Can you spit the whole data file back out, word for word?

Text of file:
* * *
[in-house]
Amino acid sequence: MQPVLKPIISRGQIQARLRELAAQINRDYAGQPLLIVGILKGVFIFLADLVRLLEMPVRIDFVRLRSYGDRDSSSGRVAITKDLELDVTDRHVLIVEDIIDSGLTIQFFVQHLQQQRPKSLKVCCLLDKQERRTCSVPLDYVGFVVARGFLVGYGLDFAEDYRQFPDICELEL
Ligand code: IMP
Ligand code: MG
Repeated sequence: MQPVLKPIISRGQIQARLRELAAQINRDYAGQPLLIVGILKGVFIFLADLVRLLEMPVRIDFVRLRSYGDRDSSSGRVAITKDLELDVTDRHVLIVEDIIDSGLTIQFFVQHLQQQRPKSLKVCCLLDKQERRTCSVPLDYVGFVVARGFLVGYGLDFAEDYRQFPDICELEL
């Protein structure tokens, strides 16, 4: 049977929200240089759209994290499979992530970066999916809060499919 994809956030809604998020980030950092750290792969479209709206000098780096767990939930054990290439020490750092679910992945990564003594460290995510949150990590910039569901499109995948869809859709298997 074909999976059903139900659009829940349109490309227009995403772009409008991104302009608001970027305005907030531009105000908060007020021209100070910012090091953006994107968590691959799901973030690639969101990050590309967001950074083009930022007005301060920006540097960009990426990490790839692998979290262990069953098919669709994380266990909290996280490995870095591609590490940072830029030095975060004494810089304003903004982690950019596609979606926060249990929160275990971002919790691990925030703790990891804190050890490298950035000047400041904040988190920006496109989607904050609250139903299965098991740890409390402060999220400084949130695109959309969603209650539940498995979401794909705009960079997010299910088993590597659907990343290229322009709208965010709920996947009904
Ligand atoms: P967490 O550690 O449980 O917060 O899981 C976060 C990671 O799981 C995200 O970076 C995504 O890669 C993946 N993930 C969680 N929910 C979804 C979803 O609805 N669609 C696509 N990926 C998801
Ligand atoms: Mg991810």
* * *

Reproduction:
[in-house]
Amino acid sequence: MQPVLKPIISRGQIQARLRELAAQINRDYAGQPLLIVGILKGVFIFLADLVRLLEMPVRIDFVRLRSYGDRDSSSGRVAITKDLELDVTDRHVLIVEDIIDSGLTIQFFVQHLQQQRPKSLKVCCLLDKQERRTCSVPLDYVGFVVARGFLVGYGLDFAEDYRQFPDICELEL
Ligand code: IMP
Ligand code: MG
Repeated sequence: MQPVLKPIISRGQIQARLRELAAQINRDYAGQPLLIVGILKGVFIFLADLVRLLEMPVRIDFVRLRSYGDRDSSSGRVAITKDLELDVTDRHVLIVEDIIDSGLTIQFFVQHLQQQRPKSLKVCCLLDKQERRTCSVPLDYVGFVVARGFLVGYGLDFAEDYRQFPDICELEL
């Protein structure tokens, strides 16, 4: 049977929200240089759209994290499979992530970066999916809060499919 994809956030809604998020980030950092750290792969479209709206000098780096767990939930054990290439020490750092679910992945990564003594460290995510949150990590910039569901499109995948869809859709298997 074909999976059903139900659009829940349109490309227009995403772009409008991104302009608001970027305005907030531009105000908060007020021209100070910012090091953006994107968590691959799901973030690639969101990050590309967001950074083009930022007005301060920006540097960009990426990490790839692998979290262990069953098919669709994380266990909290996280490995870095591609590490940072830029030095975060004494810089304003903004982690950019596609979606926060249990929160275990971002919790691990925030703790990891804190050890490298950035000047400041904040988190920006496109989607904050609250139903299965098991740890409390402060999220400084949130695109959309969603209650539940498995979401794909705009960079997010299910088993590597659907990343290229322009709208965010709920996947009904
Ligand atoms: P967490 O550690 O449980 O917060 O899981 C976060 C990671 O799981 C995200 O970076 C995504 O890669 C993946 N993930 C969680 N929910 C979804 C979803 O609805 N669609 C696509 N990926 C998801
Ligand atoms: Mg991810």